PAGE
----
April Conference Features Discussion of Ways to Boost Budget Revenue
Budget policy remains one of the government’s key tools for improving quality of life and solving problems concerning poverty and inequality. But in order for the budget to grow, additional sources of revenue are needed. The first plenary session of the XIX April International Academic Conference on Economic and Social Development featured a discussion of what these sources might look like.
Financing sources for economic growth can be found by redistributing current spending and directing it towards priority areas, says Russian Finance Minister Anton Siluanov. (In an address to the Federal Assembly Russian President Vladimir Putin ordered that growth rates be increased above world averages.) Currently 33% of GDP is distributed through the budget. Additional revenue sources can be found by proving the quality of how tax and customs payments are administrated, Siluanov adds. Tax revenues from increased efficiency within the Federal Tax Service and Federal Customs Service and from the introduction of digital services have alone increased by 1.5% of GDP over the last four years. ‘A fairer distribution of the tax burden will provide an additional 1% of GDP or so through economic revitalisation,’ he adds.
Additionally, the Finance Ministry is expecting increased investment activity and more participants in infrastructure projects. ‘Infrastructure mortgages’ should help with this – talks on this matter are concluding within the government – as should a project-financing factory that is part of Vnesheconombank (VEB). The government is also promising a fiscal neutrality principle for private businesses; that is, no tax innovations will hurt the existing tax burden, Siluanov says.
In the social sphere, Siluanov promised to move towards targeted forms of social assistance, which would increase support for those who truly need it, while remaining aid can be redistributed towards education and healthcare.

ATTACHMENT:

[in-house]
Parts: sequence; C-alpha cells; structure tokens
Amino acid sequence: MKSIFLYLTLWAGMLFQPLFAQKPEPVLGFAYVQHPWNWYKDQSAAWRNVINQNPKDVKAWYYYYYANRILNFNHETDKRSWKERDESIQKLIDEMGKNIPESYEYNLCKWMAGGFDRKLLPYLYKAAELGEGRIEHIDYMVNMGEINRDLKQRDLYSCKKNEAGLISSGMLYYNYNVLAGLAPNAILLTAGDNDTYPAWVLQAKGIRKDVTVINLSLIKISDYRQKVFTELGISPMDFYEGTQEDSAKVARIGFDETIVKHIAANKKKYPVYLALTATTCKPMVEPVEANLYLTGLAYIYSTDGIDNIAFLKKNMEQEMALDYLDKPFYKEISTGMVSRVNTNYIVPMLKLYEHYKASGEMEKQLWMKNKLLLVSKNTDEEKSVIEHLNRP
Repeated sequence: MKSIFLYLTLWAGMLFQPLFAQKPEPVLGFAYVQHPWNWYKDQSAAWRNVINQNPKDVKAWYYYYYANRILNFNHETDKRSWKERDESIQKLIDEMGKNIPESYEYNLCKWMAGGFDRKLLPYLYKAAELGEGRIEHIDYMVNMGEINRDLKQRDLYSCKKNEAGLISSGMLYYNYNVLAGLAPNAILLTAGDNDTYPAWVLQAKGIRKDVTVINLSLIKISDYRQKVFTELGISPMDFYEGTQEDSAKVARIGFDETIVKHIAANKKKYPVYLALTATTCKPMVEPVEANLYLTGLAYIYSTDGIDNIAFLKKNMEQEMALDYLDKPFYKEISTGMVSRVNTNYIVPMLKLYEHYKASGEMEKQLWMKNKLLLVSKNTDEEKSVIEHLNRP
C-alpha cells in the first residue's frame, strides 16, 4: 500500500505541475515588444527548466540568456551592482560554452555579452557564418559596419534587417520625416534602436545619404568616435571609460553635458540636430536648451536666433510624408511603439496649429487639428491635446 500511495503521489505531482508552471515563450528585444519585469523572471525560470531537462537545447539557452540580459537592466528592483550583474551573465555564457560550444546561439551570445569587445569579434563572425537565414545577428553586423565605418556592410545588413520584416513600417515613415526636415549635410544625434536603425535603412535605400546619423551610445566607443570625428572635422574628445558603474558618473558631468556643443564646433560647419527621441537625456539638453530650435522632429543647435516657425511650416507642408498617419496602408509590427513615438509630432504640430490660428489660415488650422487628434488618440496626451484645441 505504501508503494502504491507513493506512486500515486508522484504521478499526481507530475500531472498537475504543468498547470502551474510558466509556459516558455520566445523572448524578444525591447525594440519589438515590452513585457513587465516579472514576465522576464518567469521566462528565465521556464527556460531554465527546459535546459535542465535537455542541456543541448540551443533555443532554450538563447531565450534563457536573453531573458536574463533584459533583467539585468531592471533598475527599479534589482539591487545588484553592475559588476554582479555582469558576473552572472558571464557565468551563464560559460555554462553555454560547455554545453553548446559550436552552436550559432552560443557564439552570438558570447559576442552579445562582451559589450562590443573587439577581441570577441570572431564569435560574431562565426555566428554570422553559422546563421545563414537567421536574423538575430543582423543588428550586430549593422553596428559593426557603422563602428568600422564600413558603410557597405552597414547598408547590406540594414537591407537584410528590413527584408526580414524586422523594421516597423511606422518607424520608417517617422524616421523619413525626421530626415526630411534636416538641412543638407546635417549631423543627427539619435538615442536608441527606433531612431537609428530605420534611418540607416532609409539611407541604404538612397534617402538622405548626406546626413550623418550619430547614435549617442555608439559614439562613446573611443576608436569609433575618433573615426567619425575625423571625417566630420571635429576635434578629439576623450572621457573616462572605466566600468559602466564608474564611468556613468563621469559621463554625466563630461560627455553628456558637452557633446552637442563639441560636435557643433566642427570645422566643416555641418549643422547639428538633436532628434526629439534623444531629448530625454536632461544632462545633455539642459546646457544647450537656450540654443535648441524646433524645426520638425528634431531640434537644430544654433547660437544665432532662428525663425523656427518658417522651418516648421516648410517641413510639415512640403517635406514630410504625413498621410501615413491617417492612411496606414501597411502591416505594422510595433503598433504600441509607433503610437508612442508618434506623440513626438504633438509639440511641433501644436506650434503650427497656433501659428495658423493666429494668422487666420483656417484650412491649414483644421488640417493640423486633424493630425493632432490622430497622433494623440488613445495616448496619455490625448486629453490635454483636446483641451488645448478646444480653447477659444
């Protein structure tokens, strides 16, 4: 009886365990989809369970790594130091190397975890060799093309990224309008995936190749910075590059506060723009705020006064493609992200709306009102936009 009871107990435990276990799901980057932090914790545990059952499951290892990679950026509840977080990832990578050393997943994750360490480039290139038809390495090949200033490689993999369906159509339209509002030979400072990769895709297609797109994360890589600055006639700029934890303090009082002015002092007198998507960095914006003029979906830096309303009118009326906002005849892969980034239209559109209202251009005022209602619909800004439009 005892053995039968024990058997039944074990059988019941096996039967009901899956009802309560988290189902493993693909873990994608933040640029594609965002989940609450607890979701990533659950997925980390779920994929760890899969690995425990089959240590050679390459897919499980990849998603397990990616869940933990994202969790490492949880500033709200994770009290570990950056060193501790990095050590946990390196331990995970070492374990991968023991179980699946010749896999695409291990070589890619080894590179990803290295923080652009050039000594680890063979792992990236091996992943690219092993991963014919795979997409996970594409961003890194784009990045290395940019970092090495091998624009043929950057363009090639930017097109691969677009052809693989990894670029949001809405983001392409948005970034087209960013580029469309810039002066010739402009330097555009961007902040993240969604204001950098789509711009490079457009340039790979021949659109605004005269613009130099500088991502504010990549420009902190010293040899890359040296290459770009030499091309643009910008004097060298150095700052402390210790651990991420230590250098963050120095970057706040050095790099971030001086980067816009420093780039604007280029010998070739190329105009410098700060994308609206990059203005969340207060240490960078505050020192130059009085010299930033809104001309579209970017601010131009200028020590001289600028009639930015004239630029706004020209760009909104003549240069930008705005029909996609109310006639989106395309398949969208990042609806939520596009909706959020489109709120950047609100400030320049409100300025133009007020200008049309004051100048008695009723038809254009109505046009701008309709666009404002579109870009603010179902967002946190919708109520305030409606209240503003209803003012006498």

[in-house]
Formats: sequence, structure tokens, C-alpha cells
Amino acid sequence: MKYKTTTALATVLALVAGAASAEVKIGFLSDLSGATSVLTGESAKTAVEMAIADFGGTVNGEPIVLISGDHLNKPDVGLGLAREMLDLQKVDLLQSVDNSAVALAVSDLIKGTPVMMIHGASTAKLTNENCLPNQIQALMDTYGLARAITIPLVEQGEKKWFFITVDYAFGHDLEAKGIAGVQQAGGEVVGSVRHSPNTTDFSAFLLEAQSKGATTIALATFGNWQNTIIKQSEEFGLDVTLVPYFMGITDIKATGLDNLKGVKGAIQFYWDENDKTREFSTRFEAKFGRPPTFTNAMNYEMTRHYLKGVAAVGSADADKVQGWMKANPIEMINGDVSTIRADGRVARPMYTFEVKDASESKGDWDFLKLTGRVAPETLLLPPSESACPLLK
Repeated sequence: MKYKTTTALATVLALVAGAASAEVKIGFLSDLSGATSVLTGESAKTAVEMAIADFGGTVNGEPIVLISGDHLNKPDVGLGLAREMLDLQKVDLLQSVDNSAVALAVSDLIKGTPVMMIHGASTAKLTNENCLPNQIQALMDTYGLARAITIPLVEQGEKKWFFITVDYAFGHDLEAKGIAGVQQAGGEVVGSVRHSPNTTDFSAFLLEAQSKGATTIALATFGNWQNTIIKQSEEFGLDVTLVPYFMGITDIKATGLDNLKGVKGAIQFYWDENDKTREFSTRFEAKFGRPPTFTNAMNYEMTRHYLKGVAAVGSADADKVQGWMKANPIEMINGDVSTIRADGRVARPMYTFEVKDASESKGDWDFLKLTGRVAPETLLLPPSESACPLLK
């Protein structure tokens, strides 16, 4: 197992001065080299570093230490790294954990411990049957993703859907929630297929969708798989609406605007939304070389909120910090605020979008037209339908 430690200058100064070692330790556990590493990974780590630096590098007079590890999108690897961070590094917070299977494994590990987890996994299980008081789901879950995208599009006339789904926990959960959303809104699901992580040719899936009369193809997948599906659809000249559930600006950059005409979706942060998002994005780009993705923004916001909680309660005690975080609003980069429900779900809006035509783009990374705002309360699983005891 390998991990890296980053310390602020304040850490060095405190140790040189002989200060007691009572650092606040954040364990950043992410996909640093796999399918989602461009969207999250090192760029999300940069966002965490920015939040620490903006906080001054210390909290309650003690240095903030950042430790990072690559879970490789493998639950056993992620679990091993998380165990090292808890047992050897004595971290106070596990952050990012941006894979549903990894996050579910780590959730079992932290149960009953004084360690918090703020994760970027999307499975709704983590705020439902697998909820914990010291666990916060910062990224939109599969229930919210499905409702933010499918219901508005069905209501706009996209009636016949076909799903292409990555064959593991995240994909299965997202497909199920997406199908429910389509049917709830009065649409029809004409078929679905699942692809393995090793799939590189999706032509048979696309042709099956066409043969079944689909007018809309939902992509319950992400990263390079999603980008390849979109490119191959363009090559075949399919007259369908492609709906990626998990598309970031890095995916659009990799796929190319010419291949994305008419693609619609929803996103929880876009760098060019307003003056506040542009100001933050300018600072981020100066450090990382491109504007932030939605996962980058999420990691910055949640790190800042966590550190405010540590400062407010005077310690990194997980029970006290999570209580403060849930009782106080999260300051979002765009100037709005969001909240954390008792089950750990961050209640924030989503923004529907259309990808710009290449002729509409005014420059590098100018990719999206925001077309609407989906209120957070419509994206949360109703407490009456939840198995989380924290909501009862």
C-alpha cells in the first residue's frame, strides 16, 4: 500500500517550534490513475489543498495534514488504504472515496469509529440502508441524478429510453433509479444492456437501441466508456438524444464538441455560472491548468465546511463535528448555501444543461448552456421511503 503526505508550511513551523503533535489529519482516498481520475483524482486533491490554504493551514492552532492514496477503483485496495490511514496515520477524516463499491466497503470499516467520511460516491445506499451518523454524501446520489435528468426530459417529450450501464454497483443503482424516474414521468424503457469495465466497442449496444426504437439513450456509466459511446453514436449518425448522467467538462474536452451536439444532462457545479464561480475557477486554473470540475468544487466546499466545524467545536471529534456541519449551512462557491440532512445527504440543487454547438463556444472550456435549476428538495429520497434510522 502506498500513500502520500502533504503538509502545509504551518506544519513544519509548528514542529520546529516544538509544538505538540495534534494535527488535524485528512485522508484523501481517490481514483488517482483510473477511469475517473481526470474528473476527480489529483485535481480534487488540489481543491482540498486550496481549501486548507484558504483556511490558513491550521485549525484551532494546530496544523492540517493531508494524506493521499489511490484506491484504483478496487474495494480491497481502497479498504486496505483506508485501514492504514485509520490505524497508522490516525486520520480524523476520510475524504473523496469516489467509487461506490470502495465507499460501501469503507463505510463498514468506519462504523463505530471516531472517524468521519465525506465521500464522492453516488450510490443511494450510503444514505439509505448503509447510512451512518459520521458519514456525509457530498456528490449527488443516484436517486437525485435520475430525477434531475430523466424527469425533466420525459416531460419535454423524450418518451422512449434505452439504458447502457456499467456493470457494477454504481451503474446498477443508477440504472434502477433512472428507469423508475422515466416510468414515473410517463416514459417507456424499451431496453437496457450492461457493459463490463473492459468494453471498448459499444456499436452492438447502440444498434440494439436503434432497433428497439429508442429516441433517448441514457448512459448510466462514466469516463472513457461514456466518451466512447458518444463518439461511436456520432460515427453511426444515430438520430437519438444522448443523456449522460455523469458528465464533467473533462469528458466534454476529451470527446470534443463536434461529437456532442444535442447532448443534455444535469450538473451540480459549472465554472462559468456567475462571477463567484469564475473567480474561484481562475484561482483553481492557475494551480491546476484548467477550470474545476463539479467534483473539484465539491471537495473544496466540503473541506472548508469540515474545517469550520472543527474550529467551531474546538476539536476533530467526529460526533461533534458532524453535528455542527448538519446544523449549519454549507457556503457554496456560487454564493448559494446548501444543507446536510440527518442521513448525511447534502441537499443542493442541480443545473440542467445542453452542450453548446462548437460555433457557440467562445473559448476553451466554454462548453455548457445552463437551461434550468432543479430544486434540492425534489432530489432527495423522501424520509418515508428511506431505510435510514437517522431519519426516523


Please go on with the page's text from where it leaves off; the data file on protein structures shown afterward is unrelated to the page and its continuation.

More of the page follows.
The Finance Ministry underestimates how ready citizens are for partially subsidized social services, HSE Rector Yaroslav Kuzminov notes. ‘The surveys we’ve conducted show that half of citizens would approve of a 2% increase in their tax burden as long as they themselves could choose how to spend it,’ he says. ‘It goes without saying that these are local and regional taxes. It is this potential that should be utilized,’ Kuzminov concludes.
Siluanov says he is unsure that self-taxation would take off. ‘We have other areas for attracting resources. I am skeptical of increasing the burden for our citizens.’ Self-taxation could be voluntary and directed towards things such as pension savings, Siluanov says, adding that people should be given the opportunity to use these funds during their careers.
Another issue concerns the regional budgets. During the 2014-2016 crisis, the Russian regions’ budget revenue declined considerably and has only started growing over the last year. At the same time the situation varies across the different federal subjects of Russia, and Siluanov promises to help the regions find sources of revenue. ‘Tax-related changes might lead to us redistributing resources in this way [without changing the relative percentages] so that the regions have enough funding to meet their obligations on the one hand and to grow on the other,’ he notes.
Unfunded mandates are a serious problem for the regions, HSE First Vice Rector Lev Jakobson believes. They arise when the federal centre transfers the obligation to finance spending to a different regional level without reinforcing additional financing sources. ‘The breadth of authority is unbearable for the majority of regions and municipalities. Let’s look the truth in the face and make them different for different territories,’ Jakobson concludes.
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